Dude, where is my money?

I was watching an episode of American Greed on CNBC recently.  The slick, fast talking con man was able to convince so many friends and neighbors to let him invest their hard earned funds that I was yelling at the television warning them of impending loss.  At least with that show I knew that there would be some form of resolution where the culprit would be arrested, tried in court and face punishment.  Yet the hurt, anger and confusion from his victims was raw and real.

As I thought about that episode I wondered….why was it so easy for people to let someone take control over the funds?  Money that they saved and that they hoped would give them some security later in life.

The perpetrator in this case was running an investment scam known as a Ponzi scheme.  Almost everyone has heard of a Ponzi scheme.  In this post I want to cover how they work and why there are usually few funds left to compensate victims for their loss.

A legitimate investment company takes in funds from customers who want them invested in legitimate assets.  Their expectation is that there will be a positive return.  In other words, the investment will provide some income or will grow in value over time or both.  The investment company can charge a fee for their services, take a percentage of the investment’s return or both.  Genuine investment companies disclose to investors how they achieve their revenue before any funds are sent.  They will not use customer’s funds to pay their own bills.  Let’s look at a real example.

BlackRock Inc is one of the world’s largest publicly traded investment management companies.  In 2016 BlackRock had an average of 4.8 trillion dollars in Assets Under Management (AUM).  These are funds that customers have asked BlackRock to invest for them either directly or indirectly.  These funds come from retail customers investing either in BlackRock’s proprietary products or through brokerage accounts where BlackRock handles the trade requests.  Institutions also entrust BlackRock to invest 401K funds, pension funds and their own investments in a similar way.  These AUM do not appear on BlackRock’s balance sheet as they belong to the individual or institutional investors.  BlackRock handles the administration and investment of these funds for a fee.  In 2016 the company brought in over $11.1 billion in such fees.  This fee income is how BlackRock pays its bills…not by using the AUM owned by their customers.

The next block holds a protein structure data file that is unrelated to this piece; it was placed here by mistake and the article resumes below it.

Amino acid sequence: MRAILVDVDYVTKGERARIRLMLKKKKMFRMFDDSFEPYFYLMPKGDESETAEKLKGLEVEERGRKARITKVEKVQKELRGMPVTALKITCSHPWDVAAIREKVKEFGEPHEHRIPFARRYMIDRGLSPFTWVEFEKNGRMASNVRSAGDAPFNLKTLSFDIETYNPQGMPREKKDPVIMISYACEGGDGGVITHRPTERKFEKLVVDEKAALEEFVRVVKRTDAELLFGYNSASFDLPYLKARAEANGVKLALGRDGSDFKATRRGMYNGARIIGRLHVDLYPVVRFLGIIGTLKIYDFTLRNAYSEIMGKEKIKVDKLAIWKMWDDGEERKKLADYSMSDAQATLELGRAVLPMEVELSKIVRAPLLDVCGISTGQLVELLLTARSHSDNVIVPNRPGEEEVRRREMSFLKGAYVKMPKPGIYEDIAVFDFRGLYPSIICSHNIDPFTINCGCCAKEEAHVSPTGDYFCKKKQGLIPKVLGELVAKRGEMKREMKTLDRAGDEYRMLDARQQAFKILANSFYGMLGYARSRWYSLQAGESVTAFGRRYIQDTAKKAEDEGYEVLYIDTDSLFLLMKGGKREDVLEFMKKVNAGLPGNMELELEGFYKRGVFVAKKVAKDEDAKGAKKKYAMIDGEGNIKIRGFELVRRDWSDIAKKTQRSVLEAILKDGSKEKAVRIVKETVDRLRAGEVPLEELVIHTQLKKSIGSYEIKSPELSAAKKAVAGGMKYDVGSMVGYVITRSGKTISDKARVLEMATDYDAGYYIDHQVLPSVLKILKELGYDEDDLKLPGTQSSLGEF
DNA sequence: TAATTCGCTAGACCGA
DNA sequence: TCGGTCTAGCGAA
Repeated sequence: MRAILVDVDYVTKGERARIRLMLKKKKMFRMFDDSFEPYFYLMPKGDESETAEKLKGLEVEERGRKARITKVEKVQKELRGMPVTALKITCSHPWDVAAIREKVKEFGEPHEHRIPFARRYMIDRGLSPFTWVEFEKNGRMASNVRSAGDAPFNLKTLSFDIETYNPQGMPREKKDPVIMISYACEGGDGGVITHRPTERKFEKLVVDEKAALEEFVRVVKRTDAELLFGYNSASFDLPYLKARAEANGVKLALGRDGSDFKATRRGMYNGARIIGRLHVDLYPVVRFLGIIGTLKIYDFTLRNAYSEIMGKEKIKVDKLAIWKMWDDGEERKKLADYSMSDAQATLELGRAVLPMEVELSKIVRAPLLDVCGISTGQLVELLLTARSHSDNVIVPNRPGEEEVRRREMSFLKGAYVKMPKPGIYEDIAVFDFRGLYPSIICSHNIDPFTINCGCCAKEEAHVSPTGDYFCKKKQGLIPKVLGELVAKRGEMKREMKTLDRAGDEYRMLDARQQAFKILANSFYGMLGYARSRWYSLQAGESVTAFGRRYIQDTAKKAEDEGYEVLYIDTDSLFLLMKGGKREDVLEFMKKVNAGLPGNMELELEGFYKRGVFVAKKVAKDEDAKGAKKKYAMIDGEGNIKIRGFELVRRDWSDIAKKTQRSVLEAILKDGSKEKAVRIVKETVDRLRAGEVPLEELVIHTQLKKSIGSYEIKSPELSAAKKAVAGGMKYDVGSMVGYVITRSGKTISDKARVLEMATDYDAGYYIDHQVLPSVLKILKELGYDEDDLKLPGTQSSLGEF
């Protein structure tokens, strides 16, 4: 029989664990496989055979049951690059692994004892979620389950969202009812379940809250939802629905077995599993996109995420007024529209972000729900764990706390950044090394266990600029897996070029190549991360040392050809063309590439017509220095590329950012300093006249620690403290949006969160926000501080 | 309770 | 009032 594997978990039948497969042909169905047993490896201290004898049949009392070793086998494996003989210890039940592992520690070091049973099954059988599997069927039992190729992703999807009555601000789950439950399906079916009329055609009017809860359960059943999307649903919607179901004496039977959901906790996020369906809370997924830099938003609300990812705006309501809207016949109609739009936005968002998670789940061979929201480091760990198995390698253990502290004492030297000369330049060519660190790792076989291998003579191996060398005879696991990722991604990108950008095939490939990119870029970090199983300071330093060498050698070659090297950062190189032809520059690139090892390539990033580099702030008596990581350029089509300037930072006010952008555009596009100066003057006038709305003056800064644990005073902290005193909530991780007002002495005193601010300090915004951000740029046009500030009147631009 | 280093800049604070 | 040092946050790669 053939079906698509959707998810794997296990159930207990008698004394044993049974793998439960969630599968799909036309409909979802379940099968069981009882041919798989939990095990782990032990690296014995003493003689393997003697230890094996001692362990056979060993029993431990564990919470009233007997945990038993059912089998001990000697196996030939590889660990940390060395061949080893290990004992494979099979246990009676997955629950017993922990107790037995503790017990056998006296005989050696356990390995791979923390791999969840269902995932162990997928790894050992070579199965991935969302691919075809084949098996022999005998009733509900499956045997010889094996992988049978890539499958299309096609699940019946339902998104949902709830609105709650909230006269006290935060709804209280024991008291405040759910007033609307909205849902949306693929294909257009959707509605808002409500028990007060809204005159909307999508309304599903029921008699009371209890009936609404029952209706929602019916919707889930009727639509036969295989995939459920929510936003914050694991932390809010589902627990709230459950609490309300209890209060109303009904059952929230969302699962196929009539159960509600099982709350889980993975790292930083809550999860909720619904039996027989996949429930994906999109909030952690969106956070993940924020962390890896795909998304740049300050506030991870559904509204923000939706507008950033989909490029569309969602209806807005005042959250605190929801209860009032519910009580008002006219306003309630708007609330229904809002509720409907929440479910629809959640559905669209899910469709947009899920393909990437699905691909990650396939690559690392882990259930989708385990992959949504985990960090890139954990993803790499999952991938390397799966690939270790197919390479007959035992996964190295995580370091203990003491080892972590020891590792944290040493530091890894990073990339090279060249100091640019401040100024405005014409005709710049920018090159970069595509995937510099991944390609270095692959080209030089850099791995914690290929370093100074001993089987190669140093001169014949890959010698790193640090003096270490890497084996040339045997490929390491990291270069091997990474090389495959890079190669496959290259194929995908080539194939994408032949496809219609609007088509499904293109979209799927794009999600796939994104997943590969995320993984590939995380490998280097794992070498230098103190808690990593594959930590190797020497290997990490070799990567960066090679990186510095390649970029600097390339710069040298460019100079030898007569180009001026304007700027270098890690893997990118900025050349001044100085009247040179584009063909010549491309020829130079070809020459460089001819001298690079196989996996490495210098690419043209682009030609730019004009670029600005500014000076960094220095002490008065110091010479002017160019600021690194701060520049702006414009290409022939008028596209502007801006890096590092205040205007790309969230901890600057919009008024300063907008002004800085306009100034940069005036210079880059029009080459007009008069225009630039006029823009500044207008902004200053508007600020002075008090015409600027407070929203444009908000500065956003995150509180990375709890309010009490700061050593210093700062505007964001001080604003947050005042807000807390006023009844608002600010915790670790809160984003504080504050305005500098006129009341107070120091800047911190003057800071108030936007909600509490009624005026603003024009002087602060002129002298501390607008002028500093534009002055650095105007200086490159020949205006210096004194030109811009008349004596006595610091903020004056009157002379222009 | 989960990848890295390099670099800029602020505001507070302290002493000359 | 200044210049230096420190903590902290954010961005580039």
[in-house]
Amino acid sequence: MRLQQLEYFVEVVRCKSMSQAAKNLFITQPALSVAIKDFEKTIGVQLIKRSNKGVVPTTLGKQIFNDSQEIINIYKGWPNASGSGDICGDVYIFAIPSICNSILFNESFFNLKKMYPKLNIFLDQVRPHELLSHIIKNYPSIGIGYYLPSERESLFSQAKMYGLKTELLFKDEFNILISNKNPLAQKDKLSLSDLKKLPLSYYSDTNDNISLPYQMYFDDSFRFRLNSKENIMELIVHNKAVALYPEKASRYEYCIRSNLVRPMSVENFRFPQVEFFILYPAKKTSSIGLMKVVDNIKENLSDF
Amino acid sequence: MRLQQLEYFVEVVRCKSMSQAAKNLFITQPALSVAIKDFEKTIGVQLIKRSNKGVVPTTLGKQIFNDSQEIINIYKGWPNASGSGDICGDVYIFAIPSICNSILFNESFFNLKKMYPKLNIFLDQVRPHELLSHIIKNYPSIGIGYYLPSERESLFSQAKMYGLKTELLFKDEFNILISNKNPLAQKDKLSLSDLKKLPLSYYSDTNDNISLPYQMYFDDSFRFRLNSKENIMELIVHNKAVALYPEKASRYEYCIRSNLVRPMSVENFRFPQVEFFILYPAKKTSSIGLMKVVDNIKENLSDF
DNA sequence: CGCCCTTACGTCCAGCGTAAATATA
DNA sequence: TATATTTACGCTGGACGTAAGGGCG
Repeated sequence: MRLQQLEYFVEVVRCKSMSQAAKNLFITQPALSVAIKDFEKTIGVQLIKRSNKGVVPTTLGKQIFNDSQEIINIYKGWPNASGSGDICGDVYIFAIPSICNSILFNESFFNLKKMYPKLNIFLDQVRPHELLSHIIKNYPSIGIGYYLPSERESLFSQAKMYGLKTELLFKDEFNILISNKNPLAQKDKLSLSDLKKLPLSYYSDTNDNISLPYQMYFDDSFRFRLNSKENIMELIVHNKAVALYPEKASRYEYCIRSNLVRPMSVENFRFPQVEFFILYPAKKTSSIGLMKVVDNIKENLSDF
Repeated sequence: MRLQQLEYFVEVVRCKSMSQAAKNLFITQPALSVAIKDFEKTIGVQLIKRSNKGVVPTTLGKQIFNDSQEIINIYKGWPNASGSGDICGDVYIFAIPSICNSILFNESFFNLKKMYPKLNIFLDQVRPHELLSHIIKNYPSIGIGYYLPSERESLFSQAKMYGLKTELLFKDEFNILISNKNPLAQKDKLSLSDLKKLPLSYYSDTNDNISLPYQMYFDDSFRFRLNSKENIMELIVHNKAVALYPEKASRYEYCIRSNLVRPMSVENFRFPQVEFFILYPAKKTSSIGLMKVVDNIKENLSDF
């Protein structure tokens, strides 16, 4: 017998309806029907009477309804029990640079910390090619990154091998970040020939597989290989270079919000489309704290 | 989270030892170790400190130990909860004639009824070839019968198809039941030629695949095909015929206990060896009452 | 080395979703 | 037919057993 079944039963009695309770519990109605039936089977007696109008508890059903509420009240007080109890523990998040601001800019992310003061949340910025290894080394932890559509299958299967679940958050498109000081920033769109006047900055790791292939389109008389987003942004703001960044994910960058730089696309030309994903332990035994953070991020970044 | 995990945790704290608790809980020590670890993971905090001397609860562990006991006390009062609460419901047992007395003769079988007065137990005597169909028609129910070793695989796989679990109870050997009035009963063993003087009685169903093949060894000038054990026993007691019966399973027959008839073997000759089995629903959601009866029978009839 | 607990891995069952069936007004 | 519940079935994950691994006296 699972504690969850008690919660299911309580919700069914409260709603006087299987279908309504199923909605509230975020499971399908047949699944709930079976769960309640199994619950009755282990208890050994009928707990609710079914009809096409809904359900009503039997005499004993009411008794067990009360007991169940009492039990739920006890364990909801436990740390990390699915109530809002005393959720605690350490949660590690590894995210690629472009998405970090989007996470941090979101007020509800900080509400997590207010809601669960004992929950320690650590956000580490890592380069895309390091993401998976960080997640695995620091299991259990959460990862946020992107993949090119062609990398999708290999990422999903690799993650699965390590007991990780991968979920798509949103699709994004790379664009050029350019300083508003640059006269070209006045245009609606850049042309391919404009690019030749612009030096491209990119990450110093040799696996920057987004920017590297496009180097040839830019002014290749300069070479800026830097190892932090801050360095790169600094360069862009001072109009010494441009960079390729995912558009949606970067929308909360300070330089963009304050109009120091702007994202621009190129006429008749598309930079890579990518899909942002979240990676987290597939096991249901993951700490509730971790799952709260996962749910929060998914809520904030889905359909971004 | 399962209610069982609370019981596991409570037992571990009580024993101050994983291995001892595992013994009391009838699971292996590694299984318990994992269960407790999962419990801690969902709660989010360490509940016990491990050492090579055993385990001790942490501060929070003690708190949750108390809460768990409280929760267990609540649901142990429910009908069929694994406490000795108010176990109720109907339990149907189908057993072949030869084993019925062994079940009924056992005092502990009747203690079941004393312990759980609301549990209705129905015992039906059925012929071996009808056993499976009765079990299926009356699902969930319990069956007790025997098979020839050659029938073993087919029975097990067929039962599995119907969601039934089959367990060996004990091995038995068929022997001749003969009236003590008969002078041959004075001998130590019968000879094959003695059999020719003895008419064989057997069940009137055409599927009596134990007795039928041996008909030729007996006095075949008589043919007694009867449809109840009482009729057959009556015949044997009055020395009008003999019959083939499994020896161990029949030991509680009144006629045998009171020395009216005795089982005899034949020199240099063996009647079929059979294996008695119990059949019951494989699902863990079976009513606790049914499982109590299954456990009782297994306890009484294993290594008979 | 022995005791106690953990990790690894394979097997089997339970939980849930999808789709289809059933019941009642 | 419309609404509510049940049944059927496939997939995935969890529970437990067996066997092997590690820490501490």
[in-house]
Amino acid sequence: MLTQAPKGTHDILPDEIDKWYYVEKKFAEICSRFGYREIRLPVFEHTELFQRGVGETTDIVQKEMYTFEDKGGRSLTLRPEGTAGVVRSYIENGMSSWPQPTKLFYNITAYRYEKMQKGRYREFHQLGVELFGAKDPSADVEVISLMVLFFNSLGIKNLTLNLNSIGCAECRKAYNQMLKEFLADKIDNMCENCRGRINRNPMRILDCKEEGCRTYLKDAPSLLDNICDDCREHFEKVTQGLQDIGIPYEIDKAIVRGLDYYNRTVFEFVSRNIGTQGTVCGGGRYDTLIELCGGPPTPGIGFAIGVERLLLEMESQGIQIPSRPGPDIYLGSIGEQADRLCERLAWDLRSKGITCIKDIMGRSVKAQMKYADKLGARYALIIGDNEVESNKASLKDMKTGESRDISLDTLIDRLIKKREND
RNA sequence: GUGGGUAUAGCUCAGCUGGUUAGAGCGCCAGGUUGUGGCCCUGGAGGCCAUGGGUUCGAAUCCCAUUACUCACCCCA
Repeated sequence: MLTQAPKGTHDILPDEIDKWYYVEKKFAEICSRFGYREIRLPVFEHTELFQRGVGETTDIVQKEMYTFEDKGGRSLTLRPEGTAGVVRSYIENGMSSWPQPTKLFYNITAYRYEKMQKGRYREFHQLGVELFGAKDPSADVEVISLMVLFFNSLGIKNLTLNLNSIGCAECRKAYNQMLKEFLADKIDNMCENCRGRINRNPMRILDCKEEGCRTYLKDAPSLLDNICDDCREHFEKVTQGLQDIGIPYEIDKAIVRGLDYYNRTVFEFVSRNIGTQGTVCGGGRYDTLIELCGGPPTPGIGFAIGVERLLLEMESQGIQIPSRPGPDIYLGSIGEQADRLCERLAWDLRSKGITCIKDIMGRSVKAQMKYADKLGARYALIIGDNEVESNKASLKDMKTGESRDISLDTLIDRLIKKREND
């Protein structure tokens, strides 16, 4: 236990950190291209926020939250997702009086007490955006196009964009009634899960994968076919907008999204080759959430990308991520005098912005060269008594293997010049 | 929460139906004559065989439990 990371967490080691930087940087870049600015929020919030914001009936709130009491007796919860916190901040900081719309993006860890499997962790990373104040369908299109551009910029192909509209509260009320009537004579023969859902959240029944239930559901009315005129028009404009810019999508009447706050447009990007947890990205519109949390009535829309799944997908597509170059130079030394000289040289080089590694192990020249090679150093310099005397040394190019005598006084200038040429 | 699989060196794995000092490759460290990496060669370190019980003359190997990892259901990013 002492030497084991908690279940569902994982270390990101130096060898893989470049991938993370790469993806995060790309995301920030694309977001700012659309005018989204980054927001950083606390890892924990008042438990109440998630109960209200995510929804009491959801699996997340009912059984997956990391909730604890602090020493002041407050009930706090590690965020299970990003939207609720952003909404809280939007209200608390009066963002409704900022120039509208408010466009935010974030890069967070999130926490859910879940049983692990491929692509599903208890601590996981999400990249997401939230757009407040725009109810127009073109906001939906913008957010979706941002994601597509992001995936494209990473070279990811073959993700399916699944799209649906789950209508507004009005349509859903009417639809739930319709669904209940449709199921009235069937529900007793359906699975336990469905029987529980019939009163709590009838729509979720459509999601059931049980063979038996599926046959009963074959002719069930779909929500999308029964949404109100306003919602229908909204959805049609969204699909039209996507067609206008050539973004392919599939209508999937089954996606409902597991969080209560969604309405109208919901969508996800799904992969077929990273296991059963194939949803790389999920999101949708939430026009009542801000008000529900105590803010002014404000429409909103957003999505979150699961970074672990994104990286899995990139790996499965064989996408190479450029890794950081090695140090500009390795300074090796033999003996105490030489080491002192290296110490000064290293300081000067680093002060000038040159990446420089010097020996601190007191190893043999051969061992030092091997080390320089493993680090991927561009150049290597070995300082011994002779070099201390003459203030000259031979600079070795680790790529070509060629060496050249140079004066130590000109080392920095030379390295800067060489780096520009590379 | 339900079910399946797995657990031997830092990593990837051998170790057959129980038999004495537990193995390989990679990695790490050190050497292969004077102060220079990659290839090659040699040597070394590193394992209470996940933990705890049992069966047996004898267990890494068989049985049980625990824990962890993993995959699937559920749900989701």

One way to look at the efficiency of revenue generation for an investment company is their fee income as a percentage of AUM.  In the case of BlackRock that comes to 0.228% or less than one dollar of fees for every $438 dollars of AUM (less than ¼ of a penny for each $1 in AUM).  The reason for all these numbers is to point out that generating revenue for an investment company depends largely on the amount of funds it invests.  Success with investment management is based earning a tiny amount for each dollar invested through the company.

A company engaging in a Ponzi scheme takes funds from an investor and usually promises returns much higher than the customer can find elsewhere.  This is Red Flag #1.  Instead of actually investing the funds in any real security the fraudster uses the funds for his or her own benefit.  In many cases these are used to purchase toys and experiences (mansions, expensive cars, jewelry, airplanes, trips, gambling, escorts and drugs).  In order to provide the investment returns promised to the first investors the fraudster has to convince additional investors to hand over funds.  Usually the sales person tries to build FOMO in the investor…..the Fear of Missing Out on a “once in a lifetime opportunity”.  This rush to invest is Red Flag #2.  Some of these funds go to provide the “return” the first investors expect while the rest is used for more toys and experiences.